There was a question from the floor about the type-names for Caucasian rugs used by Ulrich Schurmann. Mike said that these were Armenian dealer names, hearsay, from the region. Maybe they knew. Some, said to be among Schurmann’s sources, say that he got what they told him wrong.
The next Kazak piece was this salt Bag.
Whether this is from the Kazak area is not known. It may be Armenian, based on other similar bags with Armenian inscriptions. Supposedly such products are from an area called “Mountain Qarabagh.” Mike said that this piece is the best of this type he has seen. These are generally without an original back, but this this piece has one. The center bordered line on the pile side makes one wonder whether this piece is constructed, but it is not.
Part of its neck is rewoven. Such pieces were not in the western market until after the collapse of the Soviet Union c. 1990. Mike said that it is puzzling why someone would make a pile salt bag – not the better economical choice vs. flat-woven ones.
Here are some details of M4.
The next two pieces had the look of “mafrash” cargo bag sides.
But Mike observed that these people (those who wove pieces we call “Kazak,”) probably did not use square mafrash bedding bags. They were settled villagers who did not need cargo bags in a tent setting. They would have simply piled bedding around the sides of rooms. (There is some evidence that settled weavers sometimes retained some seemingly unneeded practices from their nomadic days.)
Another indicator that these pieces may not have been mafrash side panels is that one does not find end panels that are pile woven. Most full bedding bags have no borders around all sides of a given panel, but rather exhibit horizontal design rows that continue entirely around the bag on both side and end panels.
It is true that some flat-woven side panels show borders all around.
But in complete mafrashes, with this feature, it appears that it is usual for both end panels and the back side panel to be plain woven without design.
Going back to M5 and M6,
Mike said that such panels seem not to have been widely made in pile for commercial sale. They are very uncommon. We simply have no answer about whether these pieces are mafrash bag side panels or what.
Let’s look at these two pieces more closely, one at a time.
M5 features three eight-pointed stars on a red ground. The white-ground, reciprocal border probably went all the way around. Its color contrast and simple graphics are powerful — maybe an old piece.
Here are some detail images of M5.
Mike’s panel, below, has three, hooked, ‘flower” medallions, on a field of varying green, and a white ground border with stars in, at least, four colors.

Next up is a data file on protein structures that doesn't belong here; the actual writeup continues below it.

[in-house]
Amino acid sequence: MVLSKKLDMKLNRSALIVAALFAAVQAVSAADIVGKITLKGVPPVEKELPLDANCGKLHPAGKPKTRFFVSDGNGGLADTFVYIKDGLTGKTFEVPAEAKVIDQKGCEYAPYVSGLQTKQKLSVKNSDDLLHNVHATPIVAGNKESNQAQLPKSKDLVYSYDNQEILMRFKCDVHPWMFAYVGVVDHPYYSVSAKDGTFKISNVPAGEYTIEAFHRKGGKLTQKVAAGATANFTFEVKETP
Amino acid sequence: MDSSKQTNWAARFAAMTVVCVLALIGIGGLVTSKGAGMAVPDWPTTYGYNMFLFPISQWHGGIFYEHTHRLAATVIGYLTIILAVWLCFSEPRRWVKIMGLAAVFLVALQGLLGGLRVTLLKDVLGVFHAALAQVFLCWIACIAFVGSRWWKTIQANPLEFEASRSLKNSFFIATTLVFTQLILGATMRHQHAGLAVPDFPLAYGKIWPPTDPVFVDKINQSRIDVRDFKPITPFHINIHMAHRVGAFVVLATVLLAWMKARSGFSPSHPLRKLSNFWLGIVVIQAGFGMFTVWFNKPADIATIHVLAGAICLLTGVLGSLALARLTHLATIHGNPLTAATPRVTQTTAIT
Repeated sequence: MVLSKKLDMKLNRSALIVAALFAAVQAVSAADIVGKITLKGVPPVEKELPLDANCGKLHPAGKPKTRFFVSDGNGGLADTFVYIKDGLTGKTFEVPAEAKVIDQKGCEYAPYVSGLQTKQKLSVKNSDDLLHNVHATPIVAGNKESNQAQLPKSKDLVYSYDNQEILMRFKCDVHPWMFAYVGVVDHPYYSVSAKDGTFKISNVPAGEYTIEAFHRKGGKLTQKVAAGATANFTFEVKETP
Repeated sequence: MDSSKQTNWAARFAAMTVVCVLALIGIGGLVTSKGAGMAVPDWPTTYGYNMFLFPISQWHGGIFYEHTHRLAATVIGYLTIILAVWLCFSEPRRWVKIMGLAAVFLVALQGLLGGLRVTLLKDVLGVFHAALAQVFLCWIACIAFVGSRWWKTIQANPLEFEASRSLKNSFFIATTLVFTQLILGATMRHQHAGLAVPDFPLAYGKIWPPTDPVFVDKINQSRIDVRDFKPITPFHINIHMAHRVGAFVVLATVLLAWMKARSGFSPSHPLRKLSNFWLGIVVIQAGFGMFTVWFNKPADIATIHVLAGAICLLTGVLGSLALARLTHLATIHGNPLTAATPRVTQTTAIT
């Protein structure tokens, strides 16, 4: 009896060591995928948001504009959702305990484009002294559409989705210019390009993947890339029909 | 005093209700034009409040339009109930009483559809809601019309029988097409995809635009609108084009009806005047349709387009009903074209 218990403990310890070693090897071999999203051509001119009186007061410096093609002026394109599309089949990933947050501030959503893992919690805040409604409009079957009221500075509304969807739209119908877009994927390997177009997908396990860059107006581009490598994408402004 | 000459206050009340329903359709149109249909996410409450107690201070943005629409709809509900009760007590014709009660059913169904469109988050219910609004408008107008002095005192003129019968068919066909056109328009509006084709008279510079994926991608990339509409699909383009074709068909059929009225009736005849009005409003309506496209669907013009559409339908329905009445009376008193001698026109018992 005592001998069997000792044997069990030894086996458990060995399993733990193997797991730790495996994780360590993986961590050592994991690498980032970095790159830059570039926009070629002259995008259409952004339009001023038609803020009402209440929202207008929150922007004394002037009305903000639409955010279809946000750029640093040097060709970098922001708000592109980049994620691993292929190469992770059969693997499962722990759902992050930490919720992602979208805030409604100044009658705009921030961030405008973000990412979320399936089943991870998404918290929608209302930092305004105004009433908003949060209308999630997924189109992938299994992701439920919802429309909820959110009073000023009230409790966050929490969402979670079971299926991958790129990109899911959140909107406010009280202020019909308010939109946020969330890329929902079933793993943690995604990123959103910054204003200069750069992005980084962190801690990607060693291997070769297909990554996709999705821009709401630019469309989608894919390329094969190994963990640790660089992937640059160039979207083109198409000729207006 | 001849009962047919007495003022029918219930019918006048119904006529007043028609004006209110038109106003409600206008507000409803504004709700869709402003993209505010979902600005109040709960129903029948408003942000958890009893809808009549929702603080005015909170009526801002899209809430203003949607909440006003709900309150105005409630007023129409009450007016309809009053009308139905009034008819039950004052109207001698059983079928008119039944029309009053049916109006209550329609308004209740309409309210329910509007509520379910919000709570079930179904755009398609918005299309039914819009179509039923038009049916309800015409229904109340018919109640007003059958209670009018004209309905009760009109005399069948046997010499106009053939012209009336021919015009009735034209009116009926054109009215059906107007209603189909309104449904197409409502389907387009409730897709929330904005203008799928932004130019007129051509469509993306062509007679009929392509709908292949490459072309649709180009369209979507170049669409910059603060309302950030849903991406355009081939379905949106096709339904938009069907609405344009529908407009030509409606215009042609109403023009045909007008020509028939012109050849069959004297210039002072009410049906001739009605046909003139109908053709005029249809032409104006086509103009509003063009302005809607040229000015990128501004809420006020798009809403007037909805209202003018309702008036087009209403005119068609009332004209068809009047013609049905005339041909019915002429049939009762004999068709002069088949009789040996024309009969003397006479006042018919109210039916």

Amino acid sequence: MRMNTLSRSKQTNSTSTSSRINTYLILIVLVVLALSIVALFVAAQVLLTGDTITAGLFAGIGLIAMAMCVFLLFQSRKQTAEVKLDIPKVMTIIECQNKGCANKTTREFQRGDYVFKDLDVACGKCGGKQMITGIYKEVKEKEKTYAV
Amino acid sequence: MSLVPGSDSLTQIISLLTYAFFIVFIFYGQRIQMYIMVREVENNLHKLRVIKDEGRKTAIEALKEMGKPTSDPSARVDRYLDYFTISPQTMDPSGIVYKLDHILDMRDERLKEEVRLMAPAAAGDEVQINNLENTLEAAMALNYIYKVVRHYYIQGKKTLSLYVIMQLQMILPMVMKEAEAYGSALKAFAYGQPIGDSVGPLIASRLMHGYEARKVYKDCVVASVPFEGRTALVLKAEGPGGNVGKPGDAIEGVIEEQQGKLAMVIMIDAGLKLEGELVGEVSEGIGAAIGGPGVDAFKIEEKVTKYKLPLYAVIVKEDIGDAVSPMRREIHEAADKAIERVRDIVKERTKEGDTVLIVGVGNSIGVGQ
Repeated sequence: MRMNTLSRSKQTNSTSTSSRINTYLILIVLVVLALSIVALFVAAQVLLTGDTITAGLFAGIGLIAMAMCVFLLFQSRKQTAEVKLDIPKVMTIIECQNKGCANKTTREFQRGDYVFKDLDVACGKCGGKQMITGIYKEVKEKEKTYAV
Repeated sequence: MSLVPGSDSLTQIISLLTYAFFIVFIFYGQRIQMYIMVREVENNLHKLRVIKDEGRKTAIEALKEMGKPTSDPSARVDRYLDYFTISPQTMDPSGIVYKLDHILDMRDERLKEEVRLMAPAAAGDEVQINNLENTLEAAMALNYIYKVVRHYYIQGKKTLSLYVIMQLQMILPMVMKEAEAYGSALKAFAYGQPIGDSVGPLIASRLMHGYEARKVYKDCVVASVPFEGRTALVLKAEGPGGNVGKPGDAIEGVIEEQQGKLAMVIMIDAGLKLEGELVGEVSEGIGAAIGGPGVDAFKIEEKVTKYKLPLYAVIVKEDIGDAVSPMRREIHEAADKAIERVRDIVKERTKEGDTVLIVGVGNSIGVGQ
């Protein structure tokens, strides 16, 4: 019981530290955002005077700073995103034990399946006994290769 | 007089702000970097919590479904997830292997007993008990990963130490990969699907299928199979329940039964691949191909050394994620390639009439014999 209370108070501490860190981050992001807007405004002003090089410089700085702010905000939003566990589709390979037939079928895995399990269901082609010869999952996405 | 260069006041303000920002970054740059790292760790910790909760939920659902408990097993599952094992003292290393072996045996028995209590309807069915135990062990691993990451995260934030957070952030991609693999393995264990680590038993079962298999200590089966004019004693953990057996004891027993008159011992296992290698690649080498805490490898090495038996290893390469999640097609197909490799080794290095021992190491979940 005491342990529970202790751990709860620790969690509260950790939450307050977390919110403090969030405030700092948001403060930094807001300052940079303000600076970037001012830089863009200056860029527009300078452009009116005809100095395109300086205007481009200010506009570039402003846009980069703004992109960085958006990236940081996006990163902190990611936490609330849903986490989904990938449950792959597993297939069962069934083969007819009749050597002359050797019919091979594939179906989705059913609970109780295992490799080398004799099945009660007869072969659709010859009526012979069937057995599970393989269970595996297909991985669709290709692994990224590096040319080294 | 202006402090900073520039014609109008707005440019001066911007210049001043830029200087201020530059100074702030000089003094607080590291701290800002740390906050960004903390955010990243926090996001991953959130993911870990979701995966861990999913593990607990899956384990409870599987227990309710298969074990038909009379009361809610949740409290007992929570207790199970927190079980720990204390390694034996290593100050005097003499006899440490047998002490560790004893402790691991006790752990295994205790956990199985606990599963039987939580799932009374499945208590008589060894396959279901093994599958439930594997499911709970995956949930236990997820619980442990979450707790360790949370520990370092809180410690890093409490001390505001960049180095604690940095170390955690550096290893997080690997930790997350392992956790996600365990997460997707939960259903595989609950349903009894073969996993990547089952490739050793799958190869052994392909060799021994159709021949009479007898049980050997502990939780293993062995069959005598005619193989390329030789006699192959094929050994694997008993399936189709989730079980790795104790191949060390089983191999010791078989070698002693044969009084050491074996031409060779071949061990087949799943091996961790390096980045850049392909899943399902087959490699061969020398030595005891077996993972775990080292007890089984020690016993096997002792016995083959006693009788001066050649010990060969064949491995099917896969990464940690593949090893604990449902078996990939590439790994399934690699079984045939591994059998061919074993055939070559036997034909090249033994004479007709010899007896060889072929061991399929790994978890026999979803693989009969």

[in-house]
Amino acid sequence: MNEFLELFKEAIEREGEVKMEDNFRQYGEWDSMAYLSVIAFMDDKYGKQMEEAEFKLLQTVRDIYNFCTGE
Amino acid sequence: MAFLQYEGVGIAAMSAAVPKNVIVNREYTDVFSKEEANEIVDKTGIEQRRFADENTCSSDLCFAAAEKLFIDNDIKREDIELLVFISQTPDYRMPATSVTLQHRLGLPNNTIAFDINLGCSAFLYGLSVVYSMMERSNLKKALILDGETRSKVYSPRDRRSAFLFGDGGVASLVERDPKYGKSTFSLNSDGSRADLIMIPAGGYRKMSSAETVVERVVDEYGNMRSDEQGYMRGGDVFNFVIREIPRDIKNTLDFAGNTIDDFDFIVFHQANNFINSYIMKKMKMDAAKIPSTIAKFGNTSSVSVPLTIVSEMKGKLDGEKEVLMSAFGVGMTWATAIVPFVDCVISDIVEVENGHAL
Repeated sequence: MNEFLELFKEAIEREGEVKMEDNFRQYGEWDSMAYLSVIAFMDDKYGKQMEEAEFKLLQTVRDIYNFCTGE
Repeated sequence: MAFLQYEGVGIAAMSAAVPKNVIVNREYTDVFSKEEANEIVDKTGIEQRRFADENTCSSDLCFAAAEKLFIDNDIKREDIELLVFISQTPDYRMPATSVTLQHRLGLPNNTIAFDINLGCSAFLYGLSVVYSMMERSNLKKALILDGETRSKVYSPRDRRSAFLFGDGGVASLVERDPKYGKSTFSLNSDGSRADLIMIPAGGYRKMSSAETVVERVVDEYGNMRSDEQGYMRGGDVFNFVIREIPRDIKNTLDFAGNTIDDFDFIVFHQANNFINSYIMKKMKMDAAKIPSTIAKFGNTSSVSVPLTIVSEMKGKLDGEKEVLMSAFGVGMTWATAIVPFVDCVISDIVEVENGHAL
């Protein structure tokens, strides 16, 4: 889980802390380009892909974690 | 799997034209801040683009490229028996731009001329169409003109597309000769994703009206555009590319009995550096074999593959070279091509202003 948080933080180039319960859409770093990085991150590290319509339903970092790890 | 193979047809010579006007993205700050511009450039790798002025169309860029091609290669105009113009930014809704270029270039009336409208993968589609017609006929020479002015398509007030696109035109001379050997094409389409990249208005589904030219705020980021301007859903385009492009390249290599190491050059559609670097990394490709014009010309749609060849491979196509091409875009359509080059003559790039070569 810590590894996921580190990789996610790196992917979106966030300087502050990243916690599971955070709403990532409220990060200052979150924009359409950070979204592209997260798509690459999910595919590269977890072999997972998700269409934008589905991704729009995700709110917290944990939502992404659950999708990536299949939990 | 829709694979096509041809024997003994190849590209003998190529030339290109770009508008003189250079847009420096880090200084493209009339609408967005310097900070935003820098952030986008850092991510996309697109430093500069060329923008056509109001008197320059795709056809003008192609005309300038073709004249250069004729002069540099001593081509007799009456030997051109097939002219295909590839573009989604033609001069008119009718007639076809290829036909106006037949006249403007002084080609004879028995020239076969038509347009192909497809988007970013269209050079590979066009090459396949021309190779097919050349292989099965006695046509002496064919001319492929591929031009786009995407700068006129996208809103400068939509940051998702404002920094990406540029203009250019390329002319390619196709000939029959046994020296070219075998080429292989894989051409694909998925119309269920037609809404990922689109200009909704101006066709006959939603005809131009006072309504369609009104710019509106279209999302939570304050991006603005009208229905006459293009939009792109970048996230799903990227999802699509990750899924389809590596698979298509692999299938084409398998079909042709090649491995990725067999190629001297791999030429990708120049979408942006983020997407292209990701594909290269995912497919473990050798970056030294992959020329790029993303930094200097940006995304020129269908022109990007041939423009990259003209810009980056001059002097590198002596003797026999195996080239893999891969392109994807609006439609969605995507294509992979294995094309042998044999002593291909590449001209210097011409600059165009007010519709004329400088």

It is in such good shape that Mike made sure it was not a reproduction. The small white panel with what seems to be a date is illegible squiggles forward, backward, up or down. Mike said, regarding buying old pieces in good condition, “I try to say to myself, who is trying to fool me and how are they trying to do it?”
Details of M6.
Mike said that the next piece is properly called a “stepped medallion”
(not the typical misnomer of double-ended prayer rug).
Mike wrote about this piece in a recent issue of Halı (181), saying that he thinks its crudely drawn date is 1223 (1808)
is more plausible than many we see because of the use, here, of ten colors, three red dyes including aubergine and two yellows. He argues that the use of more colors, and particular ones, suggest more time and care, and that tends to justify a sense that the interwoven date is correct.
The Russians had come in by this time, had begun to stimulate production, and pieces went into Russia. This one evidently came back out again.
The style is from the western Transcaucasus, said to be from the region of a village called Fachralo near Genji. Mike said that this piece could be from as far west as Kars,
Here are some details of M7.
The next rug is a Kazak from the Southwest Caucasus.
It came from a repairman’s table. The outside guard borders on the sides had already been cut off. Parviz Tanovoli had them rewoven in Iran.
It has a unusual borders and an unusual field design, a stack of three stepped rhomboid medallions that are probably derived from slit tapestry designs, surrounded by a running outline of curving hooks or horns like something from felt design – or perhaps even Turkish kilims, which, in turn, may have taken motifs from felts. Dating is probably 19th century.
Here are some details of M8.
The designs in the next piece are possibly related to those in M8. This is a Dagestan mosaic felt, with typical curves and white, rolling stitch outlining.
It is an example of curved designs that may have influenced some rug designs like the curving hook outlines in #8.
It is new — about 10 years.
The next piece was a long rug. Mike said that we don’t know where it was woven.
Its colors, rarity and overall impression suggest that it is old. His contact in the Caucasus says that it’s Kazak.
It has red selvedges, red wefts, and no end finish at the bottom.
(H10 top end)
(H10 bottom end)